BY GABE LICHT
DELANO, MN After tabling the matter twice with only four council members present, the full Delano City Council took just one minute and 20 seconds Tuesday to approve a proposal for a labyrinth across from Peppermint Twist.
Following a brief introduction of the topic by City Administrator Phil Kern, Councilwoman Holly Schrupp, who had been unable to attend the previous two meetings, made the motion; Councilwoman Betsy Stolfa seconded it; and Mayor Dale Graunke also voted to approve it, while councilmen Jason Franzen and Jack Russek maintained their opposition with “no” votes.
Following approval, more than 30 people in attendance applauded the decision.
“Thank you for your patience,” Graunke said.
Months in the making
After more than a year of planning, the Delano Area Council for Arts and Culture first proposed the labyrinth, which will be funded by private donations and grant funds, in April. Per the city’s public art application process, the proposal was reviewed and approved by the Delano Park and Recreation Commission and Delano Area Historical Society.
Following that review process, the Delano City Council first considered the request July 19.
The proposal called for the city to construct a berm and level land east of Highway 12, which Graunke said was the city’s plan regardless of the type of art installed there.
At the meeting, Councilman Jason Franzen raised concerns about labyrinths’ ties to several religions, and Councilman Jack Russek also hesitated to support the proposal.
City Attorney Mark Johnson was asked to research the constitutionality of a labyrinth on public property, and the proposal was tabled until Aug. 2.
Prior to that meeting, Johnson wrote a memo stating he did not believe allowing a labyrinth on public land would violate the “Establishment Clause” of the United States Constitution’s First Amendment, which prohibits the government from making any law “respecting an establishment of religion.”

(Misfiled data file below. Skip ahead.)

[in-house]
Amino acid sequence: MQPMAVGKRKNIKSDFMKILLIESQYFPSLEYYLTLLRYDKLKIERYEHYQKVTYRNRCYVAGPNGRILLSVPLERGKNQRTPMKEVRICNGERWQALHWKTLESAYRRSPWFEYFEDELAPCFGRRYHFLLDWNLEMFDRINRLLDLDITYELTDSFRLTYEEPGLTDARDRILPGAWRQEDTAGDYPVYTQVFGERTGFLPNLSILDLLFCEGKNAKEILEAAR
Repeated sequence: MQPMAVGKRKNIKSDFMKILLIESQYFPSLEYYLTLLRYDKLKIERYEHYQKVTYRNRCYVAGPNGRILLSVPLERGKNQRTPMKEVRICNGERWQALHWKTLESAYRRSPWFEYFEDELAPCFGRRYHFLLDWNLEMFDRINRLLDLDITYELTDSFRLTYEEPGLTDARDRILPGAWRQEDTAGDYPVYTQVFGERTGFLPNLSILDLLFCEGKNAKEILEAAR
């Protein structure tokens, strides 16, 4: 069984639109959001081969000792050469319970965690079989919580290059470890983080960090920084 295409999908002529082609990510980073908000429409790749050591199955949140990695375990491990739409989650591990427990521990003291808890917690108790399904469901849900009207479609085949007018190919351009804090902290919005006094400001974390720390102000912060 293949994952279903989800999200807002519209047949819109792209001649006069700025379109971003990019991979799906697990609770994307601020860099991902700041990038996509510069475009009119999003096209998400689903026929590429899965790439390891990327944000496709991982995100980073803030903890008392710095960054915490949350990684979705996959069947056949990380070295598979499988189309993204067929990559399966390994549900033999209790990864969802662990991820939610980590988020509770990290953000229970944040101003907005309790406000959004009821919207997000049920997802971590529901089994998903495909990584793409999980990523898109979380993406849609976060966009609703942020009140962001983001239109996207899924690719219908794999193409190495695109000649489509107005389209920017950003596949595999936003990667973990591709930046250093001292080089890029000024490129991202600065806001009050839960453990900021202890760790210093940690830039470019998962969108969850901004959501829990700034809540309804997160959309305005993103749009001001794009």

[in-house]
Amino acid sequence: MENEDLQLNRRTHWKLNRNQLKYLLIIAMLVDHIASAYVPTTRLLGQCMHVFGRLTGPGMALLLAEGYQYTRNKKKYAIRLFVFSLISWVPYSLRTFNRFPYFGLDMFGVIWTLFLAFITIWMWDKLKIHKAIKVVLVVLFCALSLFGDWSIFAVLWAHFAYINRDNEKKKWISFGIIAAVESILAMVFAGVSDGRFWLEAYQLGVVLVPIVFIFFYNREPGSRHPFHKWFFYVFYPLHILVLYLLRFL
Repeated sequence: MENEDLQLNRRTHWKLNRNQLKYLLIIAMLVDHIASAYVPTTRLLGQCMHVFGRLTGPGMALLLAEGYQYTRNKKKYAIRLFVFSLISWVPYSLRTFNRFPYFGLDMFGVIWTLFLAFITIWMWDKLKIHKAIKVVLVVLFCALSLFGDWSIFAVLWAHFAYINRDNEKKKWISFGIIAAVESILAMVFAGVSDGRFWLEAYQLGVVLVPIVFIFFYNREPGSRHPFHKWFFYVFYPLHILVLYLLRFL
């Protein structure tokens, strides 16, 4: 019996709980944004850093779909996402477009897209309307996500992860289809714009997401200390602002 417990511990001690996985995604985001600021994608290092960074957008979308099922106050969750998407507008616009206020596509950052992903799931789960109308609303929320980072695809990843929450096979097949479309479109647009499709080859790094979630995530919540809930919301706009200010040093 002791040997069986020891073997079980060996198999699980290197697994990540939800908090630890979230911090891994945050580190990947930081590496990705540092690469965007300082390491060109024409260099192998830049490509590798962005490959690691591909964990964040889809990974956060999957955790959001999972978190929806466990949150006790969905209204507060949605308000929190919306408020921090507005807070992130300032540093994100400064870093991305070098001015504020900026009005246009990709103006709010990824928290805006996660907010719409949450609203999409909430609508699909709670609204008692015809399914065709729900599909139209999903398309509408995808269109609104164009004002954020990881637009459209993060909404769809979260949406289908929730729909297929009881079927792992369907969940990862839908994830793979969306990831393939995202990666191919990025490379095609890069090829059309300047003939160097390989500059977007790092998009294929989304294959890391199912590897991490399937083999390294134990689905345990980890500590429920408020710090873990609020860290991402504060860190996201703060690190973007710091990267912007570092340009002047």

During the Aug. 2 meeting, Franzen raised concerns about parking along Highway 12.
Graunke said there was a driveway cut into Highway 12 with a designated parking area at that location. He also spoke against singling out the labyrinth, as the concept of that park is to establish an art walk.
Russek said he would rather see the space used as a picnic area.
With the council gridlocked at 2-2, Graunke asked for a motion to table the matter until the full council was present, a motion that passed unanimously.
Now that the labyrinth has been approved, installation is scheduled for the spring or summer of 2017. Prior to installation, material from the infrastructure improvement project will be used to build a level berm at the location, and grass will be planted. Volunteers will work with labyrinth designer Lisa Moriarty to install pavers to create the labyrinth.
Of the $8,800 project, $4,800 will be covered by a Central MN Arts Board grant, with the remaining $4,000 covered by private donations.
Odds and ends
In other business, the council:
• opted out of the requirement of Minnesota State Statute, Section 462.3593 as it relates to temporary family health care dwellings.
• approved a request from Wright Neighborhood LLC for a planned unit development amendment for Wright Neighborhood Third Addition to allow up to seven of the 21 homes built there to be two-story homes.
• approved $5,155 in repairs and entered into a maintenance agreement with ReNew Exteriors, of Blaine, for the metal roof of the Crow River Villa building
• approved a request from the Delano Lions Club for use of Kramer Park and Central Park for the Delano Lions Haunted Trail Oct. 27-31.
• approved an application from Kurt Coykendall and Margaret Meyer to allow them to build an outbuilding measuring 24 feet-by-36 feet to replace two smaller buildings that were built without permits, including one crossing a property line. A variance was required because the total square footage of the new building and existing garage would be 1,632. While that is less than the 1,774 combined square feet of existing buildings, it is still more than the 1,200 square feet maximum. Stolfa expressed interest in amending the ordinance to allow larger out buildings, especially on larger lots, while Russek suggested an ordinance change was not necessary because the requests could be processed on a case-by-case basis.
• denied a solicitor license application from David Kuntz, of All American Exteriors, following the results of a background check.